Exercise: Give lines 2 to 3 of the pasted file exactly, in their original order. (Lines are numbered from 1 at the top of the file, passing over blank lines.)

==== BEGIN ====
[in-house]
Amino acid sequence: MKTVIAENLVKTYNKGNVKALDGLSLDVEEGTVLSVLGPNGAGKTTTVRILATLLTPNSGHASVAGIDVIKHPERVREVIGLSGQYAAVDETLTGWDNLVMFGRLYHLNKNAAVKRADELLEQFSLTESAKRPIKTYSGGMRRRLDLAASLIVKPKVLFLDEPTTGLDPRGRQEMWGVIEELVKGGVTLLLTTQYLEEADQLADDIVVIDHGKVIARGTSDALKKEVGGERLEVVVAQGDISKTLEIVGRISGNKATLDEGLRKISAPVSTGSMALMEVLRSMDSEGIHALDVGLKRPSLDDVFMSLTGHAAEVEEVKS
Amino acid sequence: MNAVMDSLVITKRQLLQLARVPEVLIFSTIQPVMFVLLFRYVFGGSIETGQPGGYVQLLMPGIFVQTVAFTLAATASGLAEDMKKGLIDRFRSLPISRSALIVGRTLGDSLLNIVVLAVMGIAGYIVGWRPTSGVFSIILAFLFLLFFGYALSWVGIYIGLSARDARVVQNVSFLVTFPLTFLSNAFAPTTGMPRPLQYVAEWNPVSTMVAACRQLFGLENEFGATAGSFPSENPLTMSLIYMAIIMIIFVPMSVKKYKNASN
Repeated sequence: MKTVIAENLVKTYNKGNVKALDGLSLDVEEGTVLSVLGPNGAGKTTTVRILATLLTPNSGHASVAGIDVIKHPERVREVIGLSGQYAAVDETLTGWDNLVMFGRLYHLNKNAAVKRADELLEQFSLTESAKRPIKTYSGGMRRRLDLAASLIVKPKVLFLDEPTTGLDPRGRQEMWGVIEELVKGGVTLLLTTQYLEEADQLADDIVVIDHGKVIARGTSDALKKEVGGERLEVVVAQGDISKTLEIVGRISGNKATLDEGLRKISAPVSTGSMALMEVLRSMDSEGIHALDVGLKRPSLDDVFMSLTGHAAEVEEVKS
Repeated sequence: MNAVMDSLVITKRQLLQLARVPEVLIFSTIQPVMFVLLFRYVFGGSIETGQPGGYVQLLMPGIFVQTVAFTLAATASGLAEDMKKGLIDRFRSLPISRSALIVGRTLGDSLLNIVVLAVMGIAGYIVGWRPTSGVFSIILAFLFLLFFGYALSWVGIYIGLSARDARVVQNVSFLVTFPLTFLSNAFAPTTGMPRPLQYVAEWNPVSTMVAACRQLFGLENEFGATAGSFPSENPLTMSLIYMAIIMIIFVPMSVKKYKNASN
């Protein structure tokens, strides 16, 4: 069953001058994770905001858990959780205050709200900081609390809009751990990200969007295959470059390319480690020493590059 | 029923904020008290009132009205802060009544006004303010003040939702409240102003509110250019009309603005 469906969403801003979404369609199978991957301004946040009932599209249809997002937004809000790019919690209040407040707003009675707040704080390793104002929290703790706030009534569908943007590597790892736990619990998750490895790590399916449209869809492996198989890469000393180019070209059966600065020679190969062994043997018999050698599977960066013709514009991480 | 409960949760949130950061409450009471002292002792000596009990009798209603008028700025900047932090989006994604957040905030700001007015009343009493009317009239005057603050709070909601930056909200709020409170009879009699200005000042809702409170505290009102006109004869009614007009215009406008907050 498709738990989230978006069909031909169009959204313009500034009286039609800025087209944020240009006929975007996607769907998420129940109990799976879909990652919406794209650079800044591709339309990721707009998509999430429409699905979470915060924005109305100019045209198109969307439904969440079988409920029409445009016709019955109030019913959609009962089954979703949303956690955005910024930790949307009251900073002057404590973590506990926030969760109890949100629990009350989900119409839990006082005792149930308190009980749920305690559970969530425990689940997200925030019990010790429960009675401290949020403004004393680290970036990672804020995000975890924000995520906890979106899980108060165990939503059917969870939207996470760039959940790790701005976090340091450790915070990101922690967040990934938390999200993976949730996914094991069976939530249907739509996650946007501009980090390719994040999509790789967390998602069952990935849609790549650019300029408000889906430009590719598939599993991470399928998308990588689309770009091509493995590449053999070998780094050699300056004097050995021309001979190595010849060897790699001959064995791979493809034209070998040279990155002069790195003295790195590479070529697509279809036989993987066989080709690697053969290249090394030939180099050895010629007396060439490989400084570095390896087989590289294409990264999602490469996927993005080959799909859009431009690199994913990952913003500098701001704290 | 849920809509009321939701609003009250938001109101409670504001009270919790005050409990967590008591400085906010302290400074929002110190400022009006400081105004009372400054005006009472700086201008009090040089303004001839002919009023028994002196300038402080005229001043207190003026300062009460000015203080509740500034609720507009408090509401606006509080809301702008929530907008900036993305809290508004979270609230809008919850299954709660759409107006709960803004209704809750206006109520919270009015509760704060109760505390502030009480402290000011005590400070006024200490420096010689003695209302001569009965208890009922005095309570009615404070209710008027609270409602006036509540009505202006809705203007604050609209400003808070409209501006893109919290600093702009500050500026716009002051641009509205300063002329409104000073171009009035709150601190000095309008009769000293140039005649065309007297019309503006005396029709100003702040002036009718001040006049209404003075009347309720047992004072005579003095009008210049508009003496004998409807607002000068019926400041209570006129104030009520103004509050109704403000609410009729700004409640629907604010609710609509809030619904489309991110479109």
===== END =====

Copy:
Amino acid sequence: MKTVIAENLVKTYNKGNVKALDGLSLDVEEGTVLSVLGPNGAGKTTTVRILATLLTPNSGHASVAGIDVIKHPERVREVIGLSGQYAAVDETLTGWDNLVMFGRLYHLNKNAAVKRADELLEQFSLTESAKRPIKTYSGGMRRRLDLAASLIVKPKVLFLDEPTTGLDPRGRQEMWGVIEELVKGGVTLLLTTQYLEEADQLADDIVVIDHGKVIARGTSDALKKEVGGERLEVVVAQGDISKTLEIVGRISGNKATLDEGLRKISAPVSTGSMALMEVLRSMDSEGIHALDVGLKRPSLDDVFMSLTGHAAEVEEVKS
Amino acid sequence: MNAVMDSLVITKRQLLQLARVPEVLIFSTIQPVMFVLLFRYVFGGSIETGQPGGYVQLLMPGIFVQTVAFTLAATASGLAEDMKKGLIDRFRSLPISRSALIVGRTLGDSLLNIVVLAVMGIAGYIVGWRPTSGVFSIILAFLFLLFFGYALSWVGIYIGLSARDARVVQNVSFLVTFPLTFLSNAFAPTTGMPRPLQYVAEWNPVSTMVAACRQLFGLENEFGATAGSFPSENPLTMSLIYMAIIMIIFVPMSVKKYKNASN